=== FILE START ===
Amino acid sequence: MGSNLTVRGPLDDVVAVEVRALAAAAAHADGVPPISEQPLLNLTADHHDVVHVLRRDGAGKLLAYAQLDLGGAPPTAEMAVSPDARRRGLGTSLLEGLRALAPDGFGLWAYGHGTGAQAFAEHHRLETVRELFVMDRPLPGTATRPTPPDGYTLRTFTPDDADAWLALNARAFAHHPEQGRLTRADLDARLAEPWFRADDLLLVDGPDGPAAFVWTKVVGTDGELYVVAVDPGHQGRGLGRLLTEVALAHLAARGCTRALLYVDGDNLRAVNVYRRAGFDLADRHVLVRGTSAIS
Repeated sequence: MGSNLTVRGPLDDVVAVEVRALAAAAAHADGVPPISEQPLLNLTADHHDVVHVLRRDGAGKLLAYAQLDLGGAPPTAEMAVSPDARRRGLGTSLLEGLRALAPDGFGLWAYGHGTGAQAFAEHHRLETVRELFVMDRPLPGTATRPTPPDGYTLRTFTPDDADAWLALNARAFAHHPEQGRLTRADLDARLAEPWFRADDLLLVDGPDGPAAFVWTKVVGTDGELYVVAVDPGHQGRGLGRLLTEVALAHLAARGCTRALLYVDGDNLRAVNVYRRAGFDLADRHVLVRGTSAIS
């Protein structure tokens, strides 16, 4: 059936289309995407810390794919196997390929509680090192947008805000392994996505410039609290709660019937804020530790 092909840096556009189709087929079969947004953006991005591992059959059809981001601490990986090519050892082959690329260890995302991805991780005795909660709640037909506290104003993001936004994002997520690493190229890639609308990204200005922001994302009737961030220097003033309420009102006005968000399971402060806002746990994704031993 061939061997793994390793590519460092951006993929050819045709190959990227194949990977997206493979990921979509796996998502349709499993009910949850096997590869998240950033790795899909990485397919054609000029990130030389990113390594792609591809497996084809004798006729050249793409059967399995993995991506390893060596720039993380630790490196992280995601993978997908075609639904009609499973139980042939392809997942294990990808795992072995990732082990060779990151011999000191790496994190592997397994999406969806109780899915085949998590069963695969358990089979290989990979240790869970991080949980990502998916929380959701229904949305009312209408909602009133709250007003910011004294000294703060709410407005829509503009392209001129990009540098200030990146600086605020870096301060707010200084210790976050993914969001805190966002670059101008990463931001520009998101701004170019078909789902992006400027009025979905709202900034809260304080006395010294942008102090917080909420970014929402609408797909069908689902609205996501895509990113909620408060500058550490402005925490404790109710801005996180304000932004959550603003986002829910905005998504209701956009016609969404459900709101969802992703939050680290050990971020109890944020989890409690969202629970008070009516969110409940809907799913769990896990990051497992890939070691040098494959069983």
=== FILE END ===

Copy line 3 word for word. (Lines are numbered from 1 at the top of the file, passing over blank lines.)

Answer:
């Protein structure tokens, strides 16, 4: 059936289309995407810390794919196997390929509680090192947008805000392994996505410039609290709660019937804020530790 092909840096556009189709087929079969947004953006991005591992059959059809981001601490990986090519050892082959690329260890995302991805991780005795909660709640037909506290104003993001936004994002997520690493190229890639609308990204200005922001994302009737961030220097003033309420009102006005968000399971402060806002746990994704031993 061939061997793994390793590519460092951006993929050819045709190959990227194949990977997206493979990921979509796996998502349709499993009910949850096997590869998240950033790795899909990485397919054609000029990130030389990113390594792609591809497996084809004798006729050249793409059967399995993995991506390893060596720039993380630790490196992280995601993978997908075609639904009609499973139980042939392809997942294990990808795992072995990732082990060779990151011999000191790496994190592997397994999406969806109780899915085949998590069963695969358990089979290989990979240790869970991080949980990502998916929380959701229904949305009312209408909602009133709250007003910011004294000294703060709410407005829509503009392209001129990009540098200030990146600086605020870096301060707010200084210790976050993914969001805190966002670059101008990463931001520009998101701004170019078909789902992006400027009025979905709202900034809260304080006395010294942008102090917080909420970014929402609408797909069908689902609205996501895509990113909620408060500058550490402005925490404790109710801005996180304000932004959550603003986002829910905005998504209701956009016609969404459900709101969802992703939050680290050990971020109890944020989890409690969202629970008070009516969110409940809907799913769990896990990051497992890939070691040098494959069983």